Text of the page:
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8 Tax-Saving Tips For Working Parents

Let’s face it, kids are expensive to raise. From childcare costs to college expenses, it seems like more money is going out than in each year. For parents, it’s especially important to take advantage of as many tax breaks as possible. That’s why we’ve put together this short list of 8 tax-saving tips for working parents that can help you save money this tax season.

1. Child Tax Credit

The Child Tax Credit (CTC) is one of the biggest tax credits for parents. Although it’s not as large as it was for the 2021 tax year, it can still lower your tax bill dollar-for-dollar by up to $2,000 per eligible child. And best of all, it’s refundable. If the credit exceeds your tax liability, you could be eligible for a tax refund of up to $1,500 per child.

CTC Qualifications Overview

To qualify for the full tax credit, your modified adjusted gross income (MAGI) must not exceed $200,000 (or $400,000 if married and filing jointly) and your child must meet the following qualifications:

  • Be 16 or younger at the end of the tax year
  • Be your own child (natural, step, adopted, or foster) or sibling (full, half, or step), or be a descendant of either of these (niece, nephew, grandchild, etc.)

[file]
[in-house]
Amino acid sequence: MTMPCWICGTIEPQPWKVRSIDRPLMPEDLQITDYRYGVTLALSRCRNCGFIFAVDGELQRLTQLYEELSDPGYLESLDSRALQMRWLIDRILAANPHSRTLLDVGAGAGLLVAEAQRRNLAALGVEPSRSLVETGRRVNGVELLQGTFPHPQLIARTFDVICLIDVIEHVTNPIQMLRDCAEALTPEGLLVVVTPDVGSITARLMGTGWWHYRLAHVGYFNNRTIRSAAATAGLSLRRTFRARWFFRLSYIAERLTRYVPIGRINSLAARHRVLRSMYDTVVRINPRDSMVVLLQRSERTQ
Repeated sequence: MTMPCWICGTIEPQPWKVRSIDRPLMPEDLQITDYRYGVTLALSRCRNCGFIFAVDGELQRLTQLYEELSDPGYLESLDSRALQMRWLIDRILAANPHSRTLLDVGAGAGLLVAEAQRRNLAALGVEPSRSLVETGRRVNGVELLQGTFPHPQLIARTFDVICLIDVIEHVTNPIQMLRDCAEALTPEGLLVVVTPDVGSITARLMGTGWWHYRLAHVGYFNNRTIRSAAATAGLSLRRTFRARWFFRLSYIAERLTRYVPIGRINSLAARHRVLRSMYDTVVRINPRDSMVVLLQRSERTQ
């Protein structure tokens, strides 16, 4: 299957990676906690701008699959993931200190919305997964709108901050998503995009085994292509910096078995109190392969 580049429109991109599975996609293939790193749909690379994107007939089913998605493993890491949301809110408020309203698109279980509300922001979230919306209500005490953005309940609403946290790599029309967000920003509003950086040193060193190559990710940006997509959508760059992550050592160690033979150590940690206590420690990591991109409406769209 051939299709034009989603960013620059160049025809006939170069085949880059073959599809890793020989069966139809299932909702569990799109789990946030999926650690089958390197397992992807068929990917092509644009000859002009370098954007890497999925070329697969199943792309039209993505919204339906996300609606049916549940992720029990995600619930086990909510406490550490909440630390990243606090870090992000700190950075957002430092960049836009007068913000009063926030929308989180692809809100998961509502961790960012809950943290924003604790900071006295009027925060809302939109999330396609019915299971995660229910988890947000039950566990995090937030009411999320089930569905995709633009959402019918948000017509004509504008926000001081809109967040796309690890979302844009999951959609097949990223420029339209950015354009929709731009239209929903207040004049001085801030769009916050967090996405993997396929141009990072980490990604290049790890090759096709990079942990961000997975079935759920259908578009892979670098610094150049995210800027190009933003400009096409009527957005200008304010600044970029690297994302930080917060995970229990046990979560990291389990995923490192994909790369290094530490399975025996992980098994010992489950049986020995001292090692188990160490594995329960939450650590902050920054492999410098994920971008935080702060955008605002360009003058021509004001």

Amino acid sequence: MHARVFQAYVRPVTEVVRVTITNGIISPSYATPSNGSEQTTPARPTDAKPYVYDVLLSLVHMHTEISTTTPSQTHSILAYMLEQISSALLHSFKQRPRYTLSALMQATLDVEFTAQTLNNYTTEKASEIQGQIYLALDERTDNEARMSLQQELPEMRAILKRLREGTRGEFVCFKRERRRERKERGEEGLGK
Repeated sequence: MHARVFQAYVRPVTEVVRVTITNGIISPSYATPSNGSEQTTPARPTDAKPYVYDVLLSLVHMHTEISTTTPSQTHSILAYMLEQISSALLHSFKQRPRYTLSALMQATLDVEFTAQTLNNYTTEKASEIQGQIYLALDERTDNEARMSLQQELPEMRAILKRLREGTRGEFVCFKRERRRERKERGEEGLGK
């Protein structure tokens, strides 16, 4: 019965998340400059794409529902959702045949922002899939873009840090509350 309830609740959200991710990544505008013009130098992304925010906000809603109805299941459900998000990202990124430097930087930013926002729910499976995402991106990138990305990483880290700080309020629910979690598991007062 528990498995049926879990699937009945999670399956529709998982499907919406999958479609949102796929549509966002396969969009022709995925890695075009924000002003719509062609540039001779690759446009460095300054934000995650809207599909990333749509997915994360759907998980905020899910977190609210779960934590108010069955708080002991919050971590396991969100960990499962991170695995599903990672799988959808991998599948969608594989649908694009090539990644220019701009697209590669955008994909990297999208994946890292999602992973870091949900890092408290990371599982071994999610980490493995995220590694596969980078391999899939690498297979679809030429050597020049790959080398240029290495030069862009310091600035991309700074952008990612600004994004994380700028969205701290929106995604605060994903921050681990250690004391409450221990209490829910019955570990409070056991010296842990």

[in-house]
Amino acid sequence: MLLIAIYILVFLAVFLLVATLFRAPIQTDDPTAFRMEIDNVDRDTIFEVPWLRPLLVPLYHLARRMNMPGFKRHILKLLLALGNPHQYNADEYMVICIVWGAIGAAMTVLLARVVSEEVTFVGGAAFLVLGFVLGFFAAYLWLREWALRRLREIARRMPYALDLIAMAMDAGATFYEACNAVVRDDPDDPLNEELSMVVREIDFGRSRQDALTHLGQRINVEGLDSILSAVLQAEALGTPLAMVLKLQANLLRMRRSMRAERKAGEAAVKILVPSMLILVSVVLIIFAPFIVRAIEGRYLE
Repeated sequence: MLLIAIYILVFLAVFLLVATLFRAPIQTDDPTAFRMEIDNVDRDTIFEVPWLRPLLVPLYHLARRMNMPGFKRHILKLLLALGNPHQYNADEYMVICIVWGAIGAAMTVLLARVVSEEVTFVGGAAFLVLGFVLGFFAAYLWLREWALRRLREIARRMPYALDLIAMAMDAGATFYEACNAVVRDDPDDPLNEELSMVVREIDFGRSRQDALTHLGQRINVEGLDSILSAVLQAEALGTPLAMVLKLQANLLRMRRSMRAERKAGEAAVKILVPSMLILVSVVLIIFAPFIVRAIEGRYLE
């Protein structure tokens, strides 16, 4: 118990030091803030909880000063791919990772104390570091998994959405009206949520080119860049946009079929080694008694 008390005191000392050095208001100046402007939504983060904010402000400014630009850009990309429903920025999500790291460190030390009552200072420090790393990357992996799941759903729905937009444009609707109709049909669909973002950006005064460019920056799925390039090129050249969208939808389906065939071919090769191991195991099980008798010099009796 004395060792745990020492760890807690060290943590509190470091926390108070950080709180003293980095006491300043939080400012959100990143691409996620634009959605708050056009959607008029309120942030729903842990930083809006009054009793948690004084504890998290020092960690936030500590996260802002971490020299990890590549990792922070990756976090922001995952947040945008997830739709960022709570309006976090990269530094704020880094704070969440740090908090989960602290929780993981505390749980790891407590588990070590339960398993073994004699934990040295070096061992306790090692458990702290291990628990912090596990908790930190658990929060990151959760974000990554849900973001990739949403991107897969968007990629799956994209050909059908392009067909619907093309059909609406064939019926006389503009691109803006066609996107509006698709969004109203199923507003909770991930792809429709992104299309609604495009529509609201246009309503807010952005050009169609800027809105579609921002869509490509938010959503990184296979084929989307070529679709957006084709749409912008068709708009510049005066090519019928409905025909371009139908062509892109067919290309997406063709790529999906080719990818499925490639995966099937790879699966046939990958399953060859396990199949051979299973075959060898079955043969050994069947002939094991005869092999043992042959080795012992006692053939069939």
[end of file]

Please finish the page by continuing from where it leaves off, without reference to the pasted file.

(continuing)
• Must be claimed as a dependent on your tax return
  • Be a U.S. citizen, national, or resident alien
  • Must live with you for at least half of the year

If your MAGI exceeds these limits, your Child Tax Credit will be reduced by $50 for every $1,000 over the phaseout limit.

2. Credit For Other Dependents

Do you have dependents on your tax return who don’t qualify for the CTC? Be sure to check out the Credit for Other Dependents (ODC), especially if your child attends college. This non-refundable credit provides up to $500 per eligible dependent.

3. Child And Dependent Care Credit

For working parents, the Child and Dependent Care Credit is beneficial if you pay for childcare expenses. This non-refundable tax credit is valued at 20% to 35% of your expenses, with a maximum credit of up to $3,000 for one eligible dependent or $6,000 for two or more.

Who Qualifies?

To qualify for this tax credit, your dependent must be either:

  • A dependent you claim on your tax return who is 12 or younger; or
  • Your spouse (if they are unable to care for themselves and lived with you for at least half the year); or